In addition to the specific errors our system makes, some larger issues remain unresolved. Existing evaluation metrics only approximate the actual metric of interest: functional equivalence. Modifications of BLEU, tree F1, and exact match that canonicalize the code—for example, by anonymizing all variables—may prove more meaningful. Direct evaluation of functional equivalence is of course impossible in general (Sipser, 2006), and practically challenging even for the Hearthstone dataset because it requires integrating with the game engine.

Existing work also does not attempt to enforce semantic coherence in the output. Long-distance semantic dependencies, between occurrences of a single variable for example, in particular are not modeled. Nor is well-typedness or executability. Overcoming these evaluation and modeling issues remains an important open problem.

5 Conclusion

ASNs provide a modular encoder-decoder architecture that can readily accommodate a variety of tasks with structured output spaces. They are particularly applicable in the presence of recursive decompositions, where they can provide a simple decoding process that closely parallels the inherent structure of the outputs. Our results demonstrate their promise for tree prediction tasks, and we believe their application to more general output structures is an interesting avenue for future work.


MR is supported by an NSF Graduate Research Fellowship and a Fannie and John Hertz Foundation Google Fellowship. MS is supported by an NSF Graduate Research Fellowship.


  • Aho et al. (2006) Alfred V. Aho, Monica S. Lam, Ravi Sethi, and Jeffrey D. Ullman. 2006. Compilers: Principles, Techniques, and Tools (2Nd Edition). Addison-Wesley Longman Publishing Co., Inc., Boston, MA, USA.
  • Allamanis et al. (2015) Miltiadis Allamanis, Daniel Tarlow, Andrew D. Gordon, and Yi Wei. 2015. Bimodal modelling of source code and natural language. In

    Proceedings of the 32nd International Conference on Machine Learning, ICML 2015, Lille, France, 6-11 July 2015

    . pages 2123–2132.
  • Alvarez-Melis and Jaakkola (2017) David Alvarez-Melis and Tommi S. Jaakkola. 2017.

    Tree-structured decoding with doubly-recurrent neural networks.

    In Proceedings of the International Conference on Learning Representations (ICLR) 2017.
  • Andreas et al. (2016) Jacob Andreas, Marcus Rohrbach, Trevor Darrell, and Dan Klein. 2016. Neural module networks. In

    Proceedings of the IEEE Conference on Computer Vision and Pattern Recognition (CVPR)

  • Bahdanau et al. (2014) Dzmitry Bahdanau, Kyunghyun Cho, and Yoshua Bengio. 2014. Neural machine translation by jointly learning to align and translate. CoRR abs/1409.0473.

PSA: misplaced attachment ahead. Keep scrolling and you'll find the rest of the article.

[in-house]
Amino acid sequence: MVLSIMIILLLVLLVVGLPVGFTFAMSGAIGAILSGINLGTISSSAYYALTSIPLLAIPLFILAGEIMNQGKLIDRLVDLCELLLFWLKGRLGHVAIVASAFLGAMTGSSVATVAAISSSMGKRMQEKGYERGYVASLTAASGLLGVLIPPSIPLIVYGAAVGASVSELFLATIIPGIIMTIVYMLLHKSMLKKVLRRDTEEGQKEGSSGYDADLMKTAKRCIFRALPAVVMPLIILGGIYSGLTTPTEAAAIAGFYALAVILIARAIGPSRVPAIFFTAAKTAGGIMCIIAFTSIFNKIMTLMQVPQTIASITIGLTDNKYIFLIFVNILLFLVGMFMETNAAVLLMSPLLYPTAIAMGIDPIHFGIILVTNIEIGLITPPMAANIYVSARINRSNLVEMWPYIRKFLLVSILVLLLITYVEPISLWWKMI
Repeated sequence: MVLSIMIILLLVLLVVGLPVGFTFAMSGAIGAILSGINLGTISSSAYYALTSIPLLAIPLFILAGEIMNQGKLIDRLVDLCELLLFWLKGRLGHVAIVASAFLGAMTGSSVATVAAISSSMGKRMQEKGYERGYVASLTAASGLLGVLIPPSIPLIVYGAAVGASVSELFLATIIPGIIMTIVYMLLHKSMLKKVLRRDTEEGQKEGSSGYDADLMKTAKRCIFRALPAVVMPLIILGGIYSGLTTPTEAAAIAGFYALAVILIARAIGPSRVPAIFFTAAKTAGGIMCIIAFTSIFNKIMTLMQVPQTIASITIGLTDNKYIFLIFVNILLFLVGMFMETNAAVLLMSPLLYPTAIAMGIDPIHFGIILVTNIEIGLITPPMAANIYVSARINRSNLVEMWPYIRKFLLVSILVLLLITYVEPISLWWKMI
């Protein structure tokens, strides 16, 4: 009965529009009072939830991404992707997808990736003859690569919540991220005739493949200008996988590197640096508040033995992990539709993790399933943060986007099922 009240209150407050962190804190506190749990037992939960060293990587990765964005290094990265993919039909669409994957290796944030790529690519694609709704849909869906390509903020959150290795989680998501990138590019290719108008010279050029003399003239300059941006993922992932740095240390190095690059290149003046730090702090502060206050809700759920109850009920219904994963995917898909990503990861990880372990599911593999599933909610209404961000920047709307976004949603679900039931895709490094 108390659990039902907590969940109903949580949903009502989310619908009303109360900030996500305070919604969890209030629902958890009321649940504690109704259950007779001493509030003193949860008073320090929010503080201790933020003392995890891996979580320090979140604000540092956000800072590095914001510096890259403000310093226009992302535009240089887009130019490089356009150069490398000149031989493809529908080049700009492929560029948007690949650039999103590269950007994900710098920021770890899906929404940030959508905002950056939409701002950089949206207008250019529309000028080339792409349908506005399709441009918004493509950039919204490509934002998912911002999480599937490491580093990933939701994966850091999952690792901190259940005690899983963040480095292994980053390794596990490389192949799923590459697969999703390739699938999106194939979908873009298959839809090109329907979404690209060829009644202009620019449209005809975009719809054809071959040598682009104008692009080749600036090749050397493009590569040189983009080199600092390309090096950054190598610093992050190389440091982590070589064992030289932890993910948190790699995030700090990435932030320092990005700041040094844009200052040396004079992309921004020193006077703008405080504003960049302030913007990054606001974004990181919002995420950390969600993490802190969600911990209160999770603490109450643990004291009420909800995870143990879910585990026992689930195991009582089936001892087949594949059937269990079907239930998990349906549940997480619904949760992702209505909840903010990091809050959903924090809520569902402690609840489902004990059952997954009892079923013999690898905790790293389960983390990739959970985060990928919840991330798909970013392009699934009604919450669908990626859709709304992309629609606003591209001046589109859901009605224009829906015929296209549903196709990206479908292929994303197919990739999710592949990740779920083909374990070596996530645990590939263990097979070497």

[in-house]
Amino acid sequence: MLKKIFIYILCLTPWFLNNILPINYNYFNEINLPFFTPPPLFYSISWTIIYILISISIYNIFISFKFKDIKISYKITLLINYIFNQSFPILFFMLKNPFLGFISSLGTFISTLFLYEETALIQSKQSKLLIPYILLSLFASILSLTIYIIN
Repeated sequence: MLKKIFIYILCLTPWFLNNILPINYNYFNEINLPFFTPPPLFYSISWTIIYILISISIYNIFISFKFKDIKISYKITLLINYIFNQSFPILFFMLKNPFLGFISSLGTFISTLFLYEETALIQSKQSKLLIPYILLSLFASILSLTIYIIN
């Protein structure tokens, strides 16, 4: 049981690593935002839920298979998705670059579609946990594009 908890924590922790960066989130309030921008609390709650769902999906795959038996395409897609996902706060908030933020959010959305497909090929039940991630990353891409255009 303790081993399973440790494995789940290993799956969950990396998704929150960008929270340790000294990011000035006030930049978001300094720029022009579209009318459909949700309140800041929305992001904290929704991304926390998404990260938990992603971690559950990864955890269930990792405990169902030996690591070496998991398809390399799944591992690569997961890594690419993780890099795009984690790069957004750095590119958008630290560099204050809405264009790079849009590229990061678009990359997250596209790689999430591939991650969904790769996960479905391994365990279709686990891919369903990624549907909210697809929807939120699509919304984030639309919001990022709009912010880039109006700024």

• Balog et al. (2016) Matej Balog, Alexander L. Gaunt, Marc Brockschmidt, Sebastian Nowozin, and Daniel Tarlow. 2016. Deepcoder: Learning to write programs. CoRR abs/1611.01989.
  • Bengio et al. (2003) Yoshua Bengio, Réjean Ducharme, Pascal Vincent, and Christian Janvin. 2003. A neural probabilistic language model. J. Mach. Learn. Res. 3:1137–1155.
  • Bird et al. (2009) Steven Bird, Ewan Klein, and Edward Loper. 2009. Natural Language Processing with Python. O’Reilly Media, Inc., 1st edition.
  • Chen and Manning (2014) Danqi Chen and Christopher D. Manning. 2014. A fast and accurate dependency parser using neural networks. In Proceedings of the 2014 Conference on Empirical Methods in Natural Language Processing, EMNLP 2014, October 25-29, 2014, Doha, Qatar, A meeting of SIGDAT, a Special Interest Group of the ACL. pages 740–750.
  • Cross and Huang (2016) James Cross and Liang Huang. 2016. Span-based constituency parsing with a structure-label system and provably optimal dynamic oracles. In Proceedings of the 2016 Conference on Empirical Methods in Natural Language Processing, EMNLP 2016, Austin, Texas, USA, November 1-4, 2016. pages 1–11.
  • Dong and Lapata (2016) Li Dong and Mirella Lapata. 2016. Language to logical form with neural attention. CoRR abs/1601.01280.
  • Dyer et al. (2016) Chris Dyer, Adhiguna Kuncoro, Miguel Ballesteros, and Noah A. Smith. 2016. Recurrent neural network grammars. In NAACL HLT 2016, The 2016 Conference of the North American Chapter of the Association for Computational Linguistics: Human Language Technologies, San Diego California, USA, June 12-17, 2016. pages 199–209.
  • Glorot and Bengio (2010) Xavier Glorot and Yoshua Bengio. 2010. Understanding the difficulty of training deep feedforward neural networks. In

    In Proceedings of the International Conference on Artificial Intelligence and Statistics (AISTATS’10). Society for Artificial Intelligence and Statistics

  • Kingma and Ba (2014) Diederik P. Kingma and Jimmy Ba. 2014. Adam: A method for stochastic optimization. CoRR abs/1412.6980.
  • Kwiatkowski et al. (2013) Tom Kwiatkowski, Eunsol Choi, Yoav Artzi, and Luke S. Zettlemoyer. 2013. Scaling semantic parsers with on-the-fly ontology matching. In Proceedings of the 2013 Conference on Empirical Methods in Natural Language Processing, EMNLP 2013, 18-21 October 2013, Grand Hyatt Seattle, Seattle, Washington, USA, A meeting of SIGDAT, a Special Interest Group of the ACL. pages 1545–1556.